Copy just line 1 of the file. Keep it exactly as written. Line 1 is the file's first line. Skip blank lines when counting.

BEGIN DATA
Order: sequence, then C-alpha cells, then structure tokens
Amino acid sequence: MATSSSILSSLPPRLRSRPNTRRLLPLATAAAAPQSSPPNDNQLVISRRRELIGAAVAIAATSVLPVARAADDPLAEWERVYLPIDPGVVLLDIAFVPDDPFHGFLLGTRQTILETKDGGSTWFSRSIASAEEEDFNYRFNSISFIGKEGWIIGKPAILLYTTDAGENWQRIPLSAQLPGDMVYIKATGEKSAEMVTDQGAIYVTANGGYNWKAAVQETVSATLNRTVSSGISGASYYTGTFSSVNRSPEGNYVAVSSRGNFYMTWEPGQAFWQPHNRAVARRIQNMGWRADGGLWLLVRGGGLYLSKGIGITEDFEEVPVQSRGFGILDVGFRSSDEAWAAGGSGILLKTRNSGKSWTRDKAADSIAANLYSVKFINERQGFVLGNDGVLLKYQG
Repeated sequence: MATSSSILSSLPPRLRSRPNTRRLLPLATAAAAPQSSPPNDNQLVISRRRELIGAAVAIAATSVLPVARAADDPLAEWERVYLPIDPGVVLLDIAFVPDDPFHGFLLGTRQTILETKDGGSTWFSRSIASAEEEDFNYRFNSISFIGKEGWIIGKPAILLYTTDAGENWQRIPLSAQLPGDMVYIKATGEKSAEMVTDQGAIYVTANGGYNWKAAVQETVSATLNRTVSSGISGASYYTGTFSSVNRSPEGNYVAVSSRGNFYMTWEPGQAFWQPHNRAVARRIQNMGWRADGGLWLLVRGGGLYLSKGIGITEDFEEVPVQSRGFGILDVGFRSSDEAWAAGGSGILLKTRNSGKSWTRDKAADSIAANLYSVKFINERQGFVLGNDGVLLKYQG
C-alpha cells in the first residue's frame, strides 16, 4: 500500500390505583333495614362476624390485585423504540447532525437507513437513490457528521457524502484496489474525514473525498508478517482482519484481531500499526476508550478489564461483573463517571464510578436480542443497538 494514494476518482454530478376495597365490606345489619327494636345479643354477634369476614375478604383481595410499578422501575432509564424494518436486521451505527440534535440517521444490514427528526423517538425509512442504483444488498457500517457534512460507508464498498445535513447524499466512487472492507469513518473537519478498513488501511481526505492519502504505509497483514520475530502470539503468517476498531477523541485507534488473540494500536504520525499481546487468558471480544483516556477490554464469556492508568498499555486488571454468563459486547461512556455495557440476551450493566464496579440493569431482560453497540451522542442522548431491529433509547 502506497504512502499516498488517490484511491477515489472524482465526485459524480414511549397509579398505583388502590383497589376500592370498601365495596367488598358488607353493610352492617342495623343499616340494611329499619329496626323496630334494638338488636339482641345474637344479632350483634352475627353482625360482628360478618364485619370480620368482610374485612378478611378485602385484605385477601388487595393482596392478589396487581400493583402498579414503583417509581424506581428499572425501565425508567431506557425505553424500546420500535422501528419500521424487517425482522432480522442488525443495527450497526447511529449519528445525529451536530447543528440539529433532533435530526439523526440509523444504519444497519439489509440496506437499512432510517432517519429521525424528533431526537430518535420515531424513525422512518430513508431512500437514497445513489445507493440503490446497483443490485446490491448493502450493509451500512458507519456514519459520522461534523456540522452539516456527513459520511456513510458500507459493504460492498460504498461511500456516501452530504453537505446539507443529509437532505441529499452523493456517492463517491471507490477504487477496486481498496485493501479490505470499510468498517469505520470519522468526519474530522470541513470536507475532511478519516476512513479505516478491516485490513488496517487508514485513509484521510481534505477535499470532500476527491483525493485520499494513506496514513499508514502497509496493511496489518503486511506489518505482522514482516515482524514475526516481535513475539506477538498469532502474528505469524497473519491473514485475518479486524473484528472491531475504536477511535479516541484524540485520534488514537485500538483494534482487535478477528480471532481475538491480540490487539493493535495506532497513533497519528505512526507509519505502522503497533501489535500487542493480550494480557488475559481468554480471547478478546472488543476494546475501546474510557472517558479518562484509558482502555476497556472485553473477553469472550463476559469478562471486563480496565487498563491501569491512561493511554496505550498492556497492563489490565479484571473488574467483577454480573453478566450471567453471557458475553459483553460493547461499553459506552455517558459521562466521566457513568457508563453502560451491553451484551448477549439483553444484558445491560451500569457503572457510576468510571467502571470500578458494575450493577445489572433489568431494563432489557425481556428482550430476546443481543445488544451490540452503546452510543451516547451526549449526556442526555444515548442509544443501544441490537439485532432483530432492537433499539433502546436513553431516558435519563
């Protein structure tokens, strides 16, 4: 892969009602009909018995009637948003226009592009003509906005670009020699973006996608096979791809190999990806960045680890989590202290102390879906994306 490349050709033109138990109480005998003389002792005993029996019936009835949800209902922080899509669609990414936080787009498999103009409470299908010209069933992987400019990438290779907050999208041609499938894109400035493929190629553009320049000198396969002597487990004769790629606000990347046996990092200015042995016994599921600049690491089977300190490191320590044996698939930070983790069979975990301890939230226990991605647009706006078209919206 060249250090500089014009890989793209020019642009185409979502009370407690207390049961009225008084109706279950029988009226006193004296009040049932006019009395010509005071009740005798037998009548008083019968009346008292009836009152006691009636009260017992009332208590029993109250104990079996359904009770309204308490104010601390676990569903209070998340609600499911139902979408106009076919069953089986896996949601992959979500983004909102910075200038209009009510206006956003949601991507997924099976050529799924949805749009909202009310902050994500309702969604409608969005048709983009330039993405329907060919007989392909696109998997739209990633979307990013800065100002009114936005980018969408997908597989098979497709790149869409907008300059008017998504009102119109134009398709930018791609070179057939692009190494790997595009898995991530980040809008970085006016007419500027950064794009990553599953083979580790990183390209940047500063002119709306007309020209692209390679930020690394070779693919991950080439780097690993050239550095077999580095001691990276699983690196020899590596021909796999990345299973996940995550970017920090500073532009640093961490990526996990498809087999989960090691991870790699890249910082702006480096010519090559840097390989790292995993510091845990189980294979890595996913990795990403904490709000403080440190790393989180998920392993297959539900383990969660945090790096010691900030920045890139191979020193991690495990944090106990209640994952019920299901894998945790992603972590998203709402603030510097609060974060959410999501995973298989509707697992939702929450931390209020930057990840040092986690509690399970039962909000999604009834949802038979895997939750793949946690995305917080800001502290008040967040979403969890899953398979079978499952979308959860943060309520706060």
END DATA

Order: sequence, then C-alpha cells, then structure tokens